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Dovid Hill z”l was sick for half his life, but the young chassidic boy with the wise eyes and sublime voice learned early on to channel his fears and prayers into eternal songs of hope and inspiration
Wednesday, April 05, 2017
A fter 120 years, baalei chesed leave behind their good name, scholars hand down their glosses, and philanthropists bequeath their endowments. But a life cut short in youth by tragedy or illness leaves its mark as well, and fortunate are parents who have a lasting, concrete record of their child’s sojourn in This World.
Yonason and Leah Hill are grateful that they have such a tangible reminder of their son Dovid’s noble spirit. It permeates the walls of their home every time they hit the play button.
Dovid Hill’s wise, angelic face and sublime voice became familiar to many five years ago, after a video clip captured the 13-year-old in his wheelchair, pressing a finger on his trach tube as he sang one of his original compositions during a Melaveh Malkah for seriously ill patients and their families. Dovid, who was diagnosed with leukemia when he was just seven, spent the next seven years in and out of hospitals, until his petirah in June 2012, just five days after his 14th birthday.
But during those difficult years, the young chassid from Jerusalem never let his spirit flag. Not only did he make sure to stay astride his class in the Skverer cheder with round-the-clock chavrusas, he also composed ten niggunim. Listen to those niggunim though, and you’d be hard-pressed to believe they were written by a child in between chemo treatments. Hear him singing those songs and you’d think you stumbled on a concert in Heaven.
Dovid, the ninth of 13 children, was born into a musical family where niggun was always a natural mode of expression. His father, Reb Yonason Hill — a son of venerated Torah-observant TV and film actor Steven Hill z”l, who passed away last summer at the age of 94 — is a professional guitarist and trombone player who has contributed both instrumentals and vocals on several albums, including one of his own. Reb Yonason knew his son’s special voice and sincere tunes deserved to be preserved, and so, with his access to studios and technicians, was able — during the times when Dovid was out of the hospital and feeling stronger — to record his son singing five of those compositions as he himself played guitar in the background. Those recordings, made before Dovid’s final difficult two years, are at the core of an upcoming CD whose release date will hopefully coincide with Dovid’s fifth yahrtzeit this June.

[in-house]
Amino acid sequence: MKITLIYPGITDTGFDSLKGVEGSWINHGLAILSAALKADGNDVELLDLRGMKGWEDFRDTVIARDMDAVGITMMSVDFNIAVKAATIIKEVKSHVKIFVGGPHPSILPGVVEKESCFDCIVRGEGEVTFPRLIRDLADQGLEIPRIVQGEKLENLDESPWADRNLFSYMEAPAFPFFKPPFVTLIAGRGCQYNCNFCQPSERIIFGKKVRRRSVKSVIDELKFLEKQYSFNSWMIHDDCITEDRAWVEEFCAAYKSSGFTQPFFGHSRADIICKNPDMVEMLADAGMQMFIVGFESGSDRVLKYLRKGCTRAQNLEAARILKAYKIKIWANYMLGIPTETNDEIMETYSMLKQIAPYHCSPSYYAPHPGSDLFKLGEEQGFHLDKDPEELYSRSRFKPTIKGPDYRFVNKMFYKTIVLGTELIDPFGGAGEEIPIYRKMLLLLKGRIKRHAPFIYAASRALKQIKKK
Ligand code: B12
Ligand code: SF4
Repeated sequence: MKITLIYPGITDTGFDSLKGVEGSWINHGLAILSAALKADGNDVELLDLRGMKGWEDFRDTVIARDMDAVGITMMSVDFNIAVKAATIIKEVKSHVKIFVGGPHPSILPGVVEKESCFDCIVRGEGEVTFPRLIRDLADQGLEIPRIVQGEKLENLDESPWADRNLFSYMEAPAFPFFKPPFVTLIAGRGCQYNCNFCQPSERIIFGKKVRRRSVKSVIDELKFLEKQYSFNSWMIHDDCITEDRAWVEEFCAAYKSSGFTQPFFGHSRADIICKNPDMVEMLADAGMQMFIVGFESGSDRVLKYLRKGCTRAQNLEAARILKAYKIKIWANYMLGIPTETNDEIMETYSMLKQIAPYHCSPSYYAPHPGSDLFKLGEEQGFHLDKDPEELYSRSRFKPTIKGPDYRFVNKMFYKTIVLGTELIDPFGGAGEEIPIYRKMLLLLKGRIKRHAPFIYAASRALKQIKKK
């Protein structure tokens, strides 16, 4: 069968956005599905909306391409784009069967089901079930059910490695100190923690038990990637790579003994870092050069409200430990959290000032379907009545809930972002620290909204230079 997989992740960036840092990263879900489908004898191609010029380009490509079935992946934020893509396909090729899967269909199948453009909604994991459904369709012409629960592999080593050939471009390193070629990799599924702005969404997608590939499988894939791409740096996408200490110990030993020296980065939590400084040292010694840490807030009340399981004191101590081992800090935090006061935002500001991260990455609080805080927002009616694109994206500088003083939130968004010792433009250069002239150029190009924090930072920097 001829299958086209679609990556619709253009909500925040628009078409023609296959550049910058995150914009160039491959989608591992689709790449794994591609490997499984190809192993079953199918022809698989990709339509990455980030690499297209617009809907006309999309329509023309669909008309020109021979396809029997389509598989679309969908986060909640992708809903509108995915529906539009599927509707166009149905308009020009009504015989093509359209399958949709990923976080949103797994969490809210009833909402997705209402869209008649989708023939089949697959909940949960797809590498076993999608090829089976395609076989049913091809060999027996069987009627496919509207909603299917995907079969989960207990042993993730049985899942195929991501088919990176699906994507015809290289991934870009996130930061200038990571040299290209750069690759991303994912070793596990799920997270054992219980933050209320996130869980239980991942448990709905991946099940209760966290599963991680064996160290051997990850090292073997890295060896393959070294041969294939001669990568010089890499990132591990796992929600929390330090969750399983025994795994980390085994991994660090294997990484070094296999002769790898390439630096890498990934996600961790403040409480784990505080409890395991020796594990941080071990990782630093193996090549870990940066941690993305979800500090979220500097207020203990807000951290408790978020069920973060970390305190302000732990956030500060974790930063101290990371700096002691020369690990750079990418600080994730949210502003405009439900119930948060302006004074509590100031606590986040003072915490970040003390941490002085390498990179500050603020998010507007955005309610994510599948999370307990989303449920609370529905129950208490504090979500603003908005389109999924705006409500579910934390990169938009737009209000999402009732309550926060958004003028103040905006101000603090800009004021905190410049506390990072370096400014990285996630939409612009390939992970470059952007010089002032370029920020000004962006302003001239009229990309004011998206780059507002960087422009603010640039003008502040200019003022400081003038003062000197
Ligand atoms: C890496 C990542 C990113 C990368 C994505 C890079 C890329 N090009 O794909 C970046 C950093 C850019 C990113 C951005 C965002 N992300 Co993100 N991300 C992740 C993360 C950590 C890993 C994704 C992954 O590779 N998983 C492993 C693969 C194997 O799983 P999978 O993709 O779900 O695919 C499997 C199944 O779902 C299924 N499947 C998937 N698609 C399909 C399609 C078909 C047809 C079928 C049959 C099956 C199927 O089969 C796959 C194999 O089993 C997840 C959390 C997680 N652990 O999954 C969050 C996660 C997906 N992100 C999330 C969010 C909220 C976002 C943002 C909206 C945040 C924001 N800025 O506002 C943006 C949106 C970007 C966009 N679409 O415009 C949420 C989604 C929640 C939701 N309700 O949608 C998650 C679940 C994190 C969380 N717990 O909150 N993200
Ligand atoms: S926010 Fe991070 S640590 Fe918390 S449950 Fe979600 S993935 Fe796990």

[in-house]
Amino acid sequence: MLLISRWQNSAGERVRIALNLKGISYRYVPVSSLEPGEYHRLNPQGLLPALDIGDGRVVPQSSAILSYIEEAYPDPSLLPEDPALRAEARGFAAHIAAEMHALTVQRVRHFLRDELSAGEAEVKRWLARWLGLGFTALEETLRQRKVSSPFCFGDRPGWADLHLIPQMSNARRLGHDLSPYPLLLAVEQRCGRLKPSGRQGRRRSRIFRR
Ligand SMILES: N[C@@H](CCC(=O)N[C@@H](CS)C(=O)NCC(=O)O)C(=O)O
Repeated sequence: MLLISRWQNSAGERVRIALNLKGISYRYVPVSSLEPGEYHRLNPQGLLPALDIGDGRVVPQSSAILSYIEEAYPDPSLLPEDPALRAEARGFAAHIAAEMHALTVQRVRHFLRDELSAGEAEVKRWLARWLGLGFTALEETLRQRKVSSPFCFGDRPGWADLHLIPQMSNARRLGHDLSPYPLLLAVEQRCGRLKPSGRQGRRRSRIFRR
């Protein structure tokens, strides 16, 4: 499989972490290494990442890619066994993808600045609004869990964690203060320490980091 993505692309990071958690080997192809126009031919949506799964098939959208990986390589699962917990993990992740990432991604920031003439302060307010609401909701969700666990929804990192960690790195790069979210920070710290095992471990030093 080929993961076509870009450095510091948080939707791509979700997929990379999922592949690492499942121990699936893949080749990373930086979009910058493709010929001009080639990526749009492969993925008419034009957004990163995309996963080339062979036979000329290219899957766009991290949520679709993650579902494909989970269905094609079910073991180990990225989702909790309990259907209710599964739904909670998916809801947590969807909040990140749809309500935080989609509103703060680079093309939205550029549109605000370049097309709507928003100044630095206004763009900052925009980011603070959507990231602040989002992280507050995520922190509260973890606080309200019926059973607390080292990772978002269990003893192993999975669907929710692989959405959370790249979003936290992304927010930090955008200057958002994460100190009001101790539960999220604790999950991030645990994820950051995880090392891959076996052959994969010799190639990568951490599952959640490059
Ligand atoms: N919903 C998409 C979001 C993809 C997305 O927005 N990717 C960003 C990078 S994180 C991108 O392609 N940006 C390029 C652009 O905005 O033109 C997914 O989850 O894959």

In a way that eerily blurs the lines between past and future, This World and Next, the music of the demo disc — now in its final stages of production and mixing — fills the living room of the Hills’ apartment in Jerusalem’s Sanhedria neighborhood with Dovid’s presence as his voice bounces off the walls with words of hope, joy, beseeching, and faith.
“Throughout the years Dovid was sick, whenever he was home and had the energy, we would record him singing, because we knew his music was so special,” says Reb Yonason. “This wasn’t about preserving his memory with advanced planning, because we always hoped and prayed that he would survive. Had he lived we would also have created the disc. This is holy music, music from the depths of the soul, from a little boy wise beyond his years who understood that Hashem was holding his life in the balance. Why shouldn’t everyone benefit from it?”
While five of the songs are arranged over Dovid’s own voice, the harmonies and the rest of his compositions are sung by his 22-year-old brother Ari, who, in the family spirit of neginah, is a sought-after vocalist on the Israeli simchah circuit. For Ari, singing his brother’s songs is more than just keeping the voices in the family — it’s a sacred mission.
“For me this is so much more than a disc,” says Ari. “This is Dovid’s life. His legacy. And it’s like I’m representing him, becoming his voice to the world. It’s a strange thing with all this technology — on one hand I’m doing a voice-over and it feels like he’s singing right here with me, and on the other hand it’s like an illusion of his presence that keeps us from fully separating. But maybe that’s the point — maybe there’s really no separation after all.” (Excerpted from Mishpacha, Issue 655)
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